No regrets about race merger role

Grant Downey holds his Colac Turf Club life membership.

VETERAN horseman Grant Downey was at the forefront of one of the most turbulent times in Colac Turf Club history.

But the former club chairman says he has no regrets about his role in a proposed merger between the Colac and Geelong clubs, which divided a city passionate about horse racing.

Downey has cast his mind back to his 15-year tenure at the top of the club as club officials prepare celebrations for the 150th Colac Gold Cup this weekend.

He joined the club committee in 1961, having grown up in a racing-mad family.

He had risen to chairman by ‘68, but the club began to battle dwindling turnover soon after as on-course betting fell, and a merger was on the cards by 1980.

“There were great pressures on us to retain our stakes money. As a Group One club we were expected to compete with Ballarat, Geelong, Werribee,” Downey said.

“There was a proposal put up, I suppose I was the instigator of it, to amalgamate with Geelong Racing Club,” he said.

“It went to the members and the members knocked it back.

“The thought was the town was going to lose its identity, the racing club will lose its identity but they were fully protected under the constitution we proposed to the members.”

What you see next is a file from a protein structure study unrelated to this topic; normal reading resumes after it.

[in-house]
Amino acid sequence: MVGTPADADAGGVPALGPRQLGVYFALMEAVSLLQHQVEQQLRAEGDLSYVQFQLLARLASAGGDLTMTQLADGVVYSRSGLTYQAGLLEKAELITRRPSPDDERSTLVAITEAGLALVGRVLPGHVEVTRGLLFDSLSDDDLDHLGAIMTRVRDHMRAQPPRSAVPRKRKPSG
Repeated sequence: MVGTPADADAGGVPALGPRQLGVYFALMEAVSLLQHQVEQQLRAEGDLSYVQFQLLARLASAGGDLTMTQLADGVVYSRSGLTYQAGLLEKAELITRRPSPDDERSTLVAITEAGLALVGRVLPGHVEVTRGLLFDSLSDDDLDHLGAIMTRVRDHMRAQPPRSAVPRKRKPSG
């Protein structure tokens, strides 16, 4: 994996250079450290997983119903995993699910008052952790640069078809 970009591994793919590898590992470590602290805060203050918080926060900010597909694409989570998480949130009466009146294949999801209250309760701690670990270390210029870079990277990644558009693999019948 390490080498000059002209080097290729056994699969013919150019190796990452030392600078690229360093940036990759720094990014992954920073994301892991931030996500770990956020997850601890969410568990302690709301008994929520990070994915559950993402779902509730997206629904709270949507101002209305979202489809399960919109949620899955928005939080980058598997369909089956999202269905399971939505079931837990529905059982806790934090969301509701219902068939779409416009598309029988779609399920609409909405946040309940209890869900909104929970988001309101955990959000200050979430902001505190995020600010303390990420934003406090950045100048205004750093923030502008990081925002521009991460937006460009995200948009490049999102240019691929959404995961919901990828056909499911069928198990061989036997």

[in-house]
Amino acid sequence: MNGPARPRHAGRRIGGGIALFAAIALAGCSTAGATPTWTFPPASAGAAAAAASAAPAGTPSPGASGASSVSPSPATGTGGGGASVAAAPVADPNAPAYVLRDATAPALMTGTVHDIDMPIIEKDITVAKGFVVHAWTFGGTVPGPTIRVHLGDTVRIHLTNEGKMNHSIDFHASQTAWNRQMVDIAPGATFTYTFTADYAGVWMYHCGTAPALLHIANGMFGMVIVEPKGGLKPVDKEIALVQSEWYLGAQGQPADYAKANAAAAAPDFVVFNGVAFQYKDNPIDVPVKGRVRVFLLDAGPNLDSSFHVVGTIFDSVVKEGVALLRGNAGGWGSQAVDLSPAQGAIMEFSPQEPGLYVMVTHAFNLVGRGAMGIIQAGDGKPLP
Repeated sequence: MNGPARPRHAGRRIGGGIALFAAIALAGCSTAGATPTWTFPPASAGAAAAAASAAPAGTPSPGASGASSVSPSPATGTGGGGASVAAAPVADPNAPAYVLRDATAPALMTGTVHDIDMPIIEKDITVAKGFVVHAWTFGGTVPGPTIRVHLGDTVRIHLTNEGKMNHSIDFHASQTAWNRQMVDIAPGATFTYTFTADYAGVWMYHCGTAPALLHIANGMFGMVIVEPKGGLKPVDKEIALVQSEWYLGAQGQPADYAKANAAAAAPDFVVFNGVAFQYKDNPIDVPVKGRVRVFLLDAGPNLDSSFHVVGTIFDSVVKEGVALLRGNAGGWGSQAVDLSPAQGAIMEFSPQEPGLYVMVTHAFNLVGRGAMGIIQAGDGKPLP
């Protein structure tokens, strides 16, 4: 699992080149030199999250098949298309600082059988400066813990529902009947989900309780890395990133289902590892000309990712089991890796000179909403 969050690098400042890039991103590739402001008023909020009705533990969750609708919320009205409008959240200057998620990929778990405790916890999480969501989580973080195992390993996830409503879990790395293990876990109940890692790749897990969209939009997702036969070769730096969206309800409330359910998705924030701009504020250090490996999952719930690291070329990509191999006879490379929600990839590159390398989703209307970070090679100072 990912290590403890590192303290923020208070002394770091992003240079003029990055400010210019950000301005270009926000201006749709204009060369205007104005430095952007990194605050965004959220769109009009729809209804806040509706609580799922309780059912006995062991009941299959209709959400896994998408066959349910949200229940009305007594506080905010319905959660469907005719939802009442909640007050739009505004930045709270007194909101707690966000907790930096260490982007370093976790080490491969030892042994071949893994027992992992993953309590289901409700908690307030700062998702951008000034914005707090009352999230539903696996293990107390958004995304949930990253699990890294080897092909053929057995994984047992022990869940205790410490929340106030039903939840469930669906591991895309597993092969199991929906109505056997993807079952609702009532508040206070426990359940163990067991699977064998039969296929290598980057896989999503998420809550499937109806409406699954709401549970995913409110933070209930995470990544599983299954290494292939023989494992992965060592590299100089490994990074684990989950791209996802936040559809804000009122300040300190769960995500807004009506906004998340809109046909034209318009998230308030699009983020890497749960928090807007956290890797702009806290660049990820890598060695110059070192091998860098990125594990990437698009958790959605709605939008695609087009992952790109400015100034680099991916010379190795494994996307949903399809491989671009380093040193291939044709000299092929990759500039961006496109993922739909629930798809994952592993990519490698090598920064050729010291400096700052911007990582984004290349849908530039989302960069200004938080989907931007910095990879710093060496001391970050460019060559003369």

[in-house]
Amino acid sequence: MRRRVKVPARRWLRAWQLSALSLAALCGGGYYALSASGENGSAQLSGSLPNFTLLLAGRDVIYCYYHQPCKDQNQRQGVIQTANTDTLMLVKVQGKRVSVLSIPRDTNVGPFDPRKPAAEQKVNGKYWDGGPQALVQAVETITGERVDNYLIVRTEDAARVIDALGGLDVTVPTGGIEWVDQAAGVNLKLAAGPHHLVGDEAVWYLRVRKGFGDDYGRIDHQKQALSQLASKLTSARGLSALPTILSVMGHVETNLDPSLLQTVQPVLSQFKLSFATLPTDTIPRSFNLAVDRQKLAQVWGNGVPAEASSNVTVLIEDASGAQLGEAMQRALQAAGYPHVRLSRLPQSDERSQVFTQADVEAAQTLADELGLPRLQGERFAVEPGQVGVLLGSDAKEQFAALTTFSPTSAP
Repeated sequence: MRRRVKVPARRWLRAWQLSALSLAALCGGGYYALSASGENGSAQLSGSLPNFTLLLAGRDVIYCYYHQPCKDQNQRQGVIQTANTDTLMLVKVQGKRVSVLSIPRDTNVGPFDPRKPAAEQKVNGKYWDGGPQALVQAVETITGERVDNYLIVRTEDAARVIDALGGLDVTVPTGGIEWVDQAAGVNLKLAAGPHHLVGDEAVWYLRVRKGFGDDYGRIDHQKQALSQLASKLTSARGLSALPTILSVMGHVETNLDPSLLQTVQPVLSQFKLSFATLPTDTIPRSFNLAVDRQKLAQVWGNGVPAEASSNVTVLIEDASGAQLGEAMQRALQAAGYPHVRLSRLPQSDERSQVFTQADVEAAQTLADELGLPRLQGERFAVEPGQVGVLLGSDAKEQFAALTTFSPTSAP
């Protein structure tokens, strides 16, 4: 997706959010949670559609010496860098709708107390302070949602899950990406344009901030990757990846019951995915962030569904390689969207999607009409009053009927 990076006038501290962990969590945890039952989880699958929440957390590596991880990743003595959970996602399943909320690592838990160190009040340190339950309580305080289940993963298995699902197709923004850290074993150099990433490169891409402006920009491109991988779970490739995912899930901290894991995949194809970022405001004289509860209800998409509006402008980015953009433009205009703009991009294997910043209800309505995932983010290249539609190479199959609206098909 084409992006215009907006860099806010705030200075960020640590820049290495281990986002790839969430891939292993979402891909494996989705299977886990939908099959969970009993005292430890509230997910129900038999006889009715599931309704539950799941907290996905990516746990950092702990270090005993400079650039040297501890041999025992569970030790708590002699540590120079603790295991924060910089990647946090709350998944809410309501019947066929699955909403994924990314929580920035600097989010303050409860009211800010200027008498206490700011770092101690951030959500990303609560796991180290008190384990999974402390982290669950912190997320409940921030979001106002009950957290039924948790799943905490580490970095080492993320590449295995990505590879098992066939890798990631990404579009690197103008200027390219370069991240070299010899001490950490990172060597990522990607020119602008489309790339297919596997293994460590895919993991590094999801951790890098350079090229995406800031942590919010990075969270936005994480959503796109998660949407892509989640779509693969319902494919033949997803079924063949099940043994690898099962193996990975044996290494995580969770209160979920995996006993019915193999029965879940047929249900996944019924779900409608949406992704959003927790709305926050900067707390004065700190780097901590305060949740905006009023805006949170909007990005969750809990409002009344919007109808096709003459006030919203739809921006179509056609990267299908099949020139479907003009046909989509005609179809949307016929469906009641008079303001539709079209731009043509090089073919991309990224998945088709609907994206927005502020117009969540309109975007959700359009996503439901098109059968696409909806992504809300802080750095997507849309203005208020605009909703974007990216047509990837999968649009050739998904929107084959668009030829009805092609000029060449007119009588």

Under the planned merger, Colac would have retained weekend racing, while midweek races – “the profitable ones” – would be at Geelong.

The merger would keep both clubs financial and racing would remain at the Elliminyt track.

Colac lost its midweek meetings anyway.

But it retained its independence and, with the support of the Racecourses Licences Board and good management, has thrived.

“There was a lot of animosity – not just from the members, from the traders in the town who thought they were going to miss out on something,” Downey said.

“They would’ve missed out on something had Colac gone under. But as it’s turned out they’ve survived and survived very well,” he said.

Downey stepped down from the committee “with good grace” after the failed amalgamation and joined the RLB, on which he spent nine years.

He said the RLB supported Colac Turf Club as it worked to create its own future, notably with money to invest in racecourse facilities.

But his proudest achievement on the board came in the mid 1990s with the opening of the Cranbourne training centre, something he said was “tremendous” for racing.

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